One of the top complaints among dog owners is that their dog pulls on their walks. What should be a fun activity for both dogs and owners turns into a battle of wills. Learn how to change your dog's behavior for the better and make walks an enjoyable part of your day.
First, it's good to know why your dog pulls. The simple reason dogs pull is because it works and we follow behind them. The other reason is because the environment is more exciting than you are. So what is an owner to do?
How to set your dog up for success:
1. Have high value treats like freeze dried meat or dog food roll. You are competing with a world of smells and other interesting things on your walk. Grab some high value, nutritious treats and make your dog work for his dinner on his walk rather than a free bowl of food.
2. Use a no pull harness initially like the Freedom Harness.
3. Exercise your dog with a game of tug, fetch, or find it before you begin loose leash walk training.
Next, teach your dog what you want from him:
1. As soon as your dog pulls, stop and go the opposite direction for several steps. Continue when there is slack on the leash.
2. Reward your dog for the desired behavior:
a) When the leash is loose
b) When your dog looks at you
3. When you train, think in terms of time instead of distance (i.e. 15 minutes rather than around the block.) The first few times you go on walks, they may not be far but after some practice, you will retrain your dog to learn that slack on the leash means less stopping and longer walks.
5. Change your pace from slow to fast sporadically to keep your dog excited and engaged.
6. Be consistent and aim to work on behavior several times a day for short periods of time.
Having a baby can be a wonderful, exciting new adventure but you may be worried on how your four legged baby may react. Start early and follow our tips to help prepare your dog for a new member of the family:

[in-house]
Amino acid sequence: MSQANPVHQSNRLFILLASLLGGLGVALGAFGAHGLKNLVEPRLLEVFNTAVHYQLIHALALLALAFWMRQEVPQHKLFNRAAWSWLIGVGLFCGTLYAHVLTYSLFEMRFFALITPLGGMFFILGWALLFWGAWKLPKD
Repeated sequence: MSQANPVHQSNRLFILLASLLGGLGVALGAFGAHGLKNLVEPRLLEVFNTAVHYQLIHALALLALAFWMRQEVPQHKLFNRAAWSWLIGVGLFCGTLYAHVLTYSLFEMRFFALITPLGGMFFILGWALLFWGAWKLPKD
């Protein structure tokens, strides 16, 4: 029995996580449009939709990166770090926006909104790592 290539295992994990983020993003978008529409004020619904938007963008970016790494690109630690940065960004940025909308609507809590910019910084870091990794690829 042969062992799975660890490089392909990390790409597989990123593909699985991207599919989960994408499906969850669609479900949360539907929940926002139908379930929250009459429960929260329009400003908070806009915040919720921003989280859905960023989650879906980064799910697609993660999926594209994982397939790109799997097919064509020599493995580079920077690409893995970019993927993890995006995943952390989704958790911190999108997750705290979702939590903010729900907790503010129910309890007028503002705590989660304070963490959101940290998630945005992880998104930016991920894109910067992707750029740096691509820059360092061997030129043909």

1. Use the appropriate equipment for dog walks: 4-6 foot leash, front clip harness or head collar. Do not use a retractable leash or punitive equipment like prong or choke chain collars.
These are a few of my favorite dog books regarding general dog behavior and training:
1. The Other End of the Leash by Patricia McConnell
2. Don't Shoot the Dog by Karen Pryor
3. How to Behave so Your Dog Does by Sophia Yin
4. The Power of Positive Dog Training by Pat Miller
5. How to Teach a New Dog Old Tricks by Ian Dunbar
For dogs with specific issues:
1. The Cautious Canine by Patricia McConnell (Fearful Dogs)
2. Mine! by Jean Donaldson (Resource Guarding)
3. Feisty Fido by Patricia McConnell and Karen London (Reactive Dogs)
4. I'll Be Home Soon by Patricia McConnell (Separation Anxiety)
Currently I'm reading Dog Sense by John Bradshaw. It may make the list soon as well.
1. Start with baby steps. Before you take your training outside, practice with your dog in a quiet, low distraction area like in your house. Once your dog is successful (responding correctly 8 out of 10 times,) you can increase the distraction level.
2. Have the right kind of motivation for your dog. A high value treat like cheese or a small piece of hot dog works well. If your dog is toy obsessed, use a brand new toy. Remember you are competing with the environment (smells, dogs, squirrels, etc.) and you have to up the ante.
3. Be fun and engaging. Instead of just saying “come” and standing still, run away from your dog and make kissy noise or whistle. The more interesting you are, the more interested your dog will be in you. Running away from your dog, sparks your dog's natural instinct to chase so use it.
4. Only use the word “come” for positive things like toys, treats, and praise. If you call your dog to you and then do something unpleasant to your dog (like bath him or put him in his crate), you are punishing your dog for doing the right thing.
5. Practice, Practice, Practice. The more you practice, the better equipped your dog will be when come is necessary.
Check out this video of Mijo, the chocolate lab. He comes as soon as he hears his name, which is great so he can go on lots of outdoor adventures off leash.
CPDT-KA and Animal Behavior Consultant